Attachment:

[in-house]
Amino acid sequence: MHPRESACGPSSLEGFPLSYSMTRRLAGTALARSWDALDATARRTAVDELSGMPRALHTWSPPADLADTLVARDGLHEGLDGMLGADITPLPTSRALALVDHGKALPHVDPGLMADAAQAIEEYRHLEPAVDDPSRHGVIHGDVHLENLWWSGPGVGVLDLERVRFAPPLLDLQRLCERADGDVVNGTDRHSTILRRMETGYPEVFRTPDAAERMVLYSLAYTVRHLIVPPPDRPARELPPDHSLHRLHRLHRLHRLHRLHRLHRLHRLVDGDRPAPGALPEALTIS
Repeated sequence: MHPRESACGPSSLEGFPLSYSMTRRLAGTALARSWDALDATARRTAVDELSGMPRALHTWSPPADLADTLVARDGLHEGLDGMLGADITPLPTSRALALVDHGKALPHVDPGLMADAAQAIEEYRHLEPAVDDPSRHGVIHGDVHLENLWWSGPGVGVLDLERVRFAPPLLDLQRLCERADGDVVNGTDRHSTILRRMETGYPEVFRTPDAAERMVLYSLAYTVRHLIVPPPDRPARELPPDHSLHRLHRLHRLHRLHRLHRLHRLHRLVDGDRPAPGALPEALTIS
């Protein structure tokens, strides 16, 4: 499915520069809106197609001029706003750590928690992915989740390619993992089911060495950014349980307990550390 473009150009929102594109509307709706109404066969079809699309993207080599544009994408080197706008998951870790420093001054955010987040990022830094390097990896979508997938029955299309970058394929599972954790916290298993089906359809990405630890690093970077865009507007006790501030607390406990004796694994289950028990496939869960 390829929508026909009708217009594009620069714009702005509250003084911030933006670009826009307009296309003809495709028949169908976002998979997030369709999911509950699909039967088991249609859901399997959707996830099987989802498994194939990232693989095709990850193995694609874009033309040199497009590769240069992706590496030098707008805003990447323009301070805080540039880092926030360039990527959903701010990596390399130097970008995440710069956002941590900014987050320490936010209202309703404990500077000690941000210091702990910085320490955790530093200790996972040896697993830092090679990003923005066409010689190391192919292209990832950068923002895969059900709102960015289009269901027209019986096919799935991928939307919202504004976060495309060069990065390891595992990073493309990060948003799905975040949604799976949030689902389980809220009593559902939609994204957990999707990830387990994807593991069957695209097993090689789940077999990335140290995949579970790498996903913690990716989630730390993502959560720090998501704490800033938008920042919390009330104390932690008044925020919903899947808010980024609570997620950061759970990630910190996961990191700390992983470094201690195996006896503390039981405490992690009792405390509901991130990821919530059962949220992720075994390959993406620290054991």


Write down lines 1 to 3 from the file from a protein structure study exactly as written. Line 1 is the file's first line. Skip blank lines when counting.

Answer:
[in-house]
Amino acid sequence: MHPRESACGPSSLEGFPLSYSMTRRLAGTALARSWDALDATARRTAVDELSGMPRALHTWSPPADLADTLVARDGLHEGLDGMLGADITPLPTSRALALVDHGKALPHVDPGLMADAAQAIEEYRHLEPAVDDPSRHGVIHGDVHLENLWWSGPGVGVLDLERVRFAPPLLDLQRLCERADGDVVNGTDRHSTILRRMETGYPEVFRTPDAAERMVLYSLAYTVRHLIVPPPDRPARELPPDHSLHRLHRLHRLHRLHRLHRLHRLHRLVDGDRPAPGALPEALTIS
Repeated sequence: MHPRESACGPSSLEGFPLSYSMTRRLAGTALARSWDALDATARRTAVDELSGMPRALHTWSPPADLADTLVARDGLHEGLDGMLGADITPLPTSRALALVDHGKALPHVDPGLMADAAQAIEEYRHLEPAVDDPSRHGVIHGDVHLENLWWSGPGVGVLDLERVRFAPPLLDLQRLCERADGDVVNGTDRHSTILRRMETGYPEVFRTPDAAERMVLYSLAYTVRHLIVPPPDRPARELPPDHSLHRLHRLHRLHRLHRLHRLHRLHRLVDGDRPAPGALPEALTIS